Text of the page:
Coucheron Plays Mendelssohn: ASO concertmaster gives lucid performance of towering concerto

Concert review

Atlanta Symphony Orchestra. Additional performances 8 p.m. March 9 and 3 p.m. March 10. $23-$67. Symphony Hall, , 1280 Peachtree St., Atlanta. 404-733-5000.

The distinguished Italian conductor Roberto Abbado, a long-standing regular guest here, returned to the Atlanta Symphony Orchestra’s podium Thursday for a varied and alluring program. The focus, though, was on the orchestra’s dynamic young concertmaster, David Coucheron, performing as a soloist in Mendelssohn’s Violin Concerto.

Coucheron, who is from Norway, became the ASO’s concertmaster in 2010 after a prolonged search. Subscribers will recall that week after week a mystery person would be seated in the first chair, with no acknowledgement or listing in the program. These were all finalists, auditioning “live.” None seemed to be duds, but the transitory nature of the process meant that none had a chance to establish a bond with either the orchestra or the audience. So Coucheron’s selection was greeted with genuine relief. As his musicianship became apparent, and as the violins all seemed to respond over time, he became a popular local figure.

Being concertmaster of a major orchestra is a demanding day job, and not all are equally adept at performing the most demanding repertoire as soloists. But it’s nice if they can, and this is the third time Coucheron has played a major violin concerto with the orchestra. And the Mendelssohn, despite its ubiquity, is a pretty good test.

Coucheron arrived wearing a shirt that … let’s just say it’s unlikely the businessmen in the audience rushed out to track down his tailor. For the record, he designed it himself and had it made while performing in Hong Kong. No matter, if you play this well, you can wear shorts and flip-flops. His strengths are his liquid, fluid tone and flawless intonation. He took the virtuosic passages with breathless speed but never sacrificed accuracy.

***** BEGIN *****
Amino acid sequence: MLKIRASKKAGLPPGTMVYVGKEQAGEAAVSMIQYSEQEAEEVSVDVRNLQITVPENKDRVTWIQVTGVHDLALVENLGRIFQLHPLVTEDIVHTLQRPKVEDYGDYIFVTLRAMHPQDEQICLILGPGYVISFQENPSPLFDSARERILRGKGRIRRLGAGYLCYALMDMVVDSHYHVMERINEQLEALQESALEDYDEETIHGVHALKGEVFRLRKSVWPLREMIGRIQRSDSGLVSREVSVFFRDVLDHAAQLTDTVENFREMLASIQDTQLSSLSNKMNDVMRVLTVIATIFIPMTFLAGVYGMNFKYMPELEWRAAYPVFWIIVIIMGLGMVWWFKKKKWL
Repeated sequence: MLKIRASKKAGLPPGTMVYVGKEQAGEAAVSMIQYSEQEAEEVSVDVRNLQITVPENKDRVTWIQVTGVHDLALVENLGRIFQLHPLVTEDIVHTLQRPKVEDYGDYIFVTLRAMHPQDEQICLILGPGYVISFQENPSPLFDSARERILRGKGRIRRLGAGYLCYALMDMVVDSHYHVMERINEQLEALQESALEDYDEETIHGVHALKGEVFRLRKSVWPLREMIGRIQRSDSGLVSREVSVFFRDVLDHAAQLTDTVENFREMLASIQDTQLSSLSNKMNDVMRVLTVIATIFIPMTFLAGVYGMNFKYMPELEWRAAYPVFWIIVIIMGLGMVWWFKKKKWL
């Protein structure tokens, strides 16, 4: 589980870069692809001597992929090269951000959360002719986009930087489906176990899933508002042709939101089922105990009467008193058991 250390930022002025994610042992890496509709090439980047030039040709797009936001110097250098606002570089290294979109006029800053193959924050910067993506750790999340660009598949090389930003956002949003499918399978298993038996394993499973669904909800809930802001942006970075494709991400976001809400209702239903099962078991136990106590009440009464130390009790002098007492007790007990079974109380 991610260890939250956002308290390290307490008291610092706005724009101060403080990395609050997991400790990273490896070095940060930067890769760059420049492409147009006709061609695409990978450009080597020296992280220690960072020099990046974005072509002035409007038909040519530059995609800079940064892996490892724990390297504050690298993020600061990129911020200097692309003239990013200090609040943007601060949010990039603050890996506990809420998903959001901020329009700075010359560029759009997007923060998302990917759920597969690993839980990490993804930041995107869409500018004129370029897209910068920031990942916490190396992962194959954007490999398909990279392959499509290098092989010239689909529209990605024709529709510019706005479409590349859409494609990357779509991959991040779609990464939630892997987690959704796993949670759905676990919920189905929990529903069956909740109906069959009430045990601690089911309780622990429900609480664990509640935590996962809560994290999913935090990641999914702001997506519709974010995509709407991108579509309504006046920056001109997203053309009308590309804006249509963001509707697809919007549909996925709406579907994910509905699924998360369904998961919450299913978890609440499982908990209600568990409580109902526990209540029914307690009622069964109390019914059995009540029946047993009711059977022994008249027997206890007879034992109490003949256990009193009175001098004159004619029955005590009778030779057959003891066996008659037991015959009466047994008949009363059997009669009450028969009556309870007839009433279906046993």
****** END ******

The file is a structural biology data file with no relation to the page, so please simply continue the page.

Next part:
He has a light touch, not big and overly dramatic. Not the huge sound you’d hear from, for example, Midori, who performed the same work here three years ago. This more refined approach works well with the Mendelssohn. It gets done a lot, and performances are often so similar that the challenge is to find something new to say. I think that happened here, aided significantly by Abbado, whose refined and elegant style is perfectly matched to Coucheron’s. Uncharacteristically of Abbado, there were a few slight coordination issues in the hectic passages, but it was an altogether satisfying performance.

After a prolonged ovation, Coucheron addressed the audience. Twenty-three years ago, when he was 5, his father told him of a dream he’d had, of performing the Mendelssohn with a great orchestra. His father told him it would not happen for himself, “but it might happen with you.” His parents were in the audience to experience the dream come true.

Encores are sadly rare here, perhaps the victims of the rush for the door. But Coucheron managed one: Paganini’s Caprice No. 7, an exercise in virtuosic leaping and switching that showed off his dead-on accuracy.

The concert opened with Franz Schubert’s exquisite Overture to “Die Zauberharfe” (Rosamunde). The play was a flop, but the overture fortunately took on a life of its own. Abbado has been criticized for a subtle, dignified approach that runs the risk of becoming dry, without enough dramatic tension. This work, however, showcased the advantages of his style. There was crispness to the sound that transported the audience back to a different time and continent.

After the break we got a wonderful oddity heretofore neglected by the ASO, the Berio/Schubert “Rendering.” Luciano Berio, a hugely talented 20th century modernist, discovered that Schubert, in the weeks before his death in 1828, had written sketches for a symphony that would have been his 10th. Berio orchestrated these elements nicely, then wrote music in his own style to connect them, creating a patchwork piece in which Schubert’s lush Romanticism dissolves into Berio’s own complex, dissonant sound world, and then back. The transitions, especially those employing the celeste, are the work of a genius.

Berio’s work becomes a riveting rumination in which Schubert is both honored and deconstructed. Even a counterpoint exercise Schubert was working on at the time to hone his own skills was put to use here, just because it worked.

Abbado addressed the audience briefly, nicely explaining the background of the work. He led a revelatory performance, delicate, witty, with vivid coloring and textures.

The evening concluded with Rossini’s Overture to “Guillaume Tell,” a work highly popular with the audience, judging by the amount of head-bobbing and air-conducting in my neighborhood. Abbado led a swift, stirring performance.